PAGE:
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Have you ever wondered how to stay in hotels for free? Even luxury properties or hotels in far-flung international destinations? It might sound too good to be true, but it is totally possible with travel hacking.
I’m all for the freedom and adventure afforded by truck camping, aka sleeping in the canopy of my truck, but that doesn’t mean that I don’t enjoy splurging every once in a while for a nice place to stay. Airbnb is always a favorite, especially when I want a full apartment where I can cook, hang out, and relax (P.S. new members can get a $40 credit toward their first stay here). But I also enjoy traveling to luxurious hotels or other amazing properties every once in a while… It’s just that I don’t really like paying an arm and a leg for them.
This is where the world of travel hacking and points comes in.
If you’ve read my book Big Travel, Small Budget, then you know I almost always fly for free, even flying First or Business class and hanging out in the vip lounges and enjoying the free food and drink on offer (in both the lounges and flights), thanks to all those credit card mileage promotions.
If you need a refresher, don’t miss my travel hacking 101 article.
But did you know there are similar sorts of opportunities for hotel properties?
Like airline mileage programs, the shortcut here comes from credit card promotional offers, which is how you can stay in hotels for free.
How to Stay in Hotels for Free
One of the best offers out there is for the Marriott Rewards credit card which offers 75,000 points for spending $3,000 within the first three months. I know $3,000 in three months sounds like a lot, but it really isn’t if you know the tricks, which we’ll get into later in the article.
Those 75,000 points are enough to redeem three-nights totally free at any of their luxurious Category 5 properties around the world. We are talking waterfront, upscale, nice places which often cost $200 or more per night.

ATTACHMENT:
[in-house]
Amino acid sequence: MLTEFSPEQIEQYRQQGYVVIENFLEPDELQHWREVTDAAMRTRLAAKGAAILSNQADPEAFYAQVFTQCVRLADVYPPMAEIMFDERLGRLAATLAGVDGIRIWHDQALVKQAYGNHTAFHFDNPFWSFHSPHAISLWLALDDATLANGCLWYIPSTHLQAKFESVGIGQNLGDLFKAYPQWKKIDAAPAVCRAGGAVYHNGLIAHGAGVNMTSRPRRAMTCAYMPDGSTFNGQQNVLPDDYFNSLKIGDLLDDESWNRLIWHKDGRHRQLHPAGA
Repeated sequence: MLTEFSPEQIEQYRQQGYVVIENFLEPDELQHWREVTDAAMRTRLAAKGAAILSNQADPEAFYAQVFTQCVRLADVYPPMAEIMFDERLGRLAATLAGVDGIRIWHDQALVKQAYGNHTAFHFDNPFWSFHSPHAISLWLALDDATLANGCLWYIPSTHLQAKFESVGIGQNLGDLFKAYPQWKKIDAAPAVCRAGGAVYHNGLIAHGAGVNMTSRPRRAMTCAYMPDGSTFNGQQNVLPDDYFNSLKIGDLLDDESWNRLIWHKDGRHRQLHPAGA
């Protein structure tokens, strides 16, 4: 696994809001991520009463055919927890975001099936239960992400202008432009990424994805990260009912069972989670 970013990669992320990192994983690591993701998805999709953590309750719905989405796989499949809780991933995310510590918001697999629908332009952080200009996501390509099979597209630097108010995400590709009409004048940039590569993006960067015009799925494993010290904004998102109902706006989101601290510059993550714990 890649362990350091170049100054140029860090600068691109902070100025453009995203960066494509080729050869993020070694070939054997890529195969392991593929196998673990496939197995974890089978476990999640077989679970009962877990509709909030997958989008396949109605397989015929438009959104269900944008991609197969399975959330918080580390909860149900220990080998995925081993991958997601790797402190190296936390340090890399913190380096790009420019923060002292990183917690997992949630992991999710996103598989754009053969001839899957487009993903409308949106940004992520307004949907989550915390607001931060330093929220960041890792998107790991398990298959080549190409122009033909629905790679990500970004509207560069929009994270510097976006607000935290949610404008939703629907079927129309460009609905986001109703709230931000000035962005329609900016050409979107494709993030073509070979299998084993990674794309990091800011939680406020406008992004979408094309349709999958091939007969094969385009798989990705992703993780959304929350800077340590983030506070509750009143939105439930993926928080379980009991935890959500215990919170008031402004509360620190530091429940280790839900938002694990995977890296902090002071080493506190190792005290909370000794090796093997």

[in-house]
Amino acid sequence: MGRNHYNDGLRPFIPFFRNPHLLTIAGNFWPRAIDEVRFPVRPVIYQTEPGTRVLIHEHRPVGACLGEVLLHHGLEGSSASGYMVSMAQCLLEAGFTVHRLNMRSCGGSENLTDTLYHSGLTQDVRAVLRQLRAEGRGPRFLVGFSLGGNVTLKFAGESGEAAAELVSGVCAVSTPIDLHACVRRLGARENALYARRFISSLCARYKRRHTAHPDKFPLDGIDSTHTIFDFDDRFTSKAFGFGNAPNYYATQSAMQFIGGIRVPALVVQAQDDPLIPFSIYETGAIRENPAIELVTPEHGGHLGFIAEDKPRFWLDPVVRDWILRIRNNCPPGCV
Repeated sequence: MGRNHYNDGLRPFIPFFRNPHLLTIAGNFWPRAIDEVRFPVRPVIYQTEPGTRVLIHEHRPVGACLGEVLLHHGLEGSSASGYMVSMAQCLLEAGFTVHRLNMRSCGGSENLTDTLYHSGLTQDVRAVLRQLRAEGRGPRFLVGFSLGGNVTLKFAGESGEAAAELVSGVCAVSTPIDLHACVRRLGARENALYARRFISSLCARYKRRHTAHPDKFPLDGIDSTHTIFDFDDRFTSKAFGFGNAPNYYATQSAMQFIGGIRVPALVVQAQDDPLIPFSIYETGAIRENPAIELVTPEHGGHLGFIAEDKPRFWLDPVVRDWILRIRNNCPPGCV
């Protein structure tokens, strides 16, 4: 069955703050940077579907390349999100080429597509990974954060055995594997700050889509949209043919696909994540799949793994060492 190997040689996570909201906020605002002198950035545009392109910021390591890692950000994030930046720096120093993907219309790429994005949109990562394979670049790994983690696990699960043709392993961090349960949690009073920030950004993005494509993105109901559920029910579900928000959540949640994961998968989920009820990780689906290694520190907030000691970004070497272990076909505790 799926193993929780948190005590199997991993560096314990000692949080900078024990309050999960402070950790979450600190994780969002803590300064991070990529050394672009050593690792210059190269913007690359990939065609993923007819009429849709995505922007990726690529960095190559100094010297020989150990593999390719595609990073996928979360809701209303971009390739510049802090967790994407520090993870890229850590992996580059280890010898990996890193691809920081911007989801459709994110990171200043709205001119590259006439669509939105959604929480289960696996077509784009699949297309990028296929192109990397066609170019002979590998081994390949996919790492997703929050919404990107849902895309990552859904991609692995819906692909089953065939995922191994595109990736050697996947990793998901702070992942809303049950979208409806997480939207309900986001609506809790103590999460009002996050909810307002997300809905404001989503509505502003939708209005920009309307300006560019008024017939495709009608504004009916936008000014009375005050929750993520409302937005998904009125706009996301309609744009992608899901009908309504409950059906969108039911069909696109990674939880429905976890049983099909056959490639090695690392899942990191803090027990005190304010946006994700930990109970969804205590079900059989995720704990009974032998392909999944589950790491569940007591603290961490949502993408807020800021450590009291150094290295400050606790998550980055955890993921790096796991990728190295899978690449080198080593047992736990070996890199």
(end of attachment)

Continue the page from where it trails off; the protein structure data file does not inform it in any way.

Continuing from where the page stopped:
This means savings of at least $600+ in lodging at some pretty incredible places.
I used this offer, combined with regular credit card spending a few paid stays at other Marriott properties in order to rack up 100,000 points which I turned into FIVE totally free nights in Downtown Manhattan. The hotel should have cost around $2,460 at the going rate, but instead it was FREE. It even included a free hot breakfast every morning, and we had a small kitchen (pretty rare for Manhattan).
One perk when you book with Marriott Points is if you book four nights, you get the fifth night for free… Which is how I got five nights with 100,000 points, when it normally costs 25,000 per night.
It’s also not just JW Marriott brand hotels, but rather the 19 different hotel brands under their mark at more than 5,000 hotels in 87 countries around the world. Pretty good! I mean, even if you don’t plan to travel overseas, you can still use the stay within the United States at one of their many properties and save some serious cash — even if all you are using it for is to take a break from truck camping.
Note: If you’re currently in credit card debt, then you definitely don’t want to pile on. This strategy is only for people who have things under control and make their credit cards work for them, rather than the other way around. Instead, please go read Conquering the Debt Mountain.
Marriott Rewards Categories
Marriott classifies their hotels across nine different categories. The most affordable and normal are Category 1 offerings from places like Fairfield Inns & Suites. And their most upscale and luxurious are Category 9.
This means that the 75,000 points can be redeemed as you see fit among the wide range of categories.
Category 1 properties cost 7,500 points per night, meaning you’d have enough for 10 free hotel nights for meeting the credit card minimum spend. The cost of each category goes up on a sliding scale, so Category 5 properties cost 25,000 per night (which is arguably the best value), and Category 9 properties cost 45,000 per night.
Meeting the Minimum Spend
Just like the airline credit cards, the only catch is being able to meet the minimum spend requirement, which is often a $3,000 minimum spend within three months and which is also the case with this Marriott Rewards card.
$3,000 is a lot of money, but the trick is meeting that requirement without spending more money than you otherwise would spend, meaning that you are getting a truly amazing benefit (those free luxury hotel nights) for absolutely free.
There’s no catch, so long as you meet the minimum spend.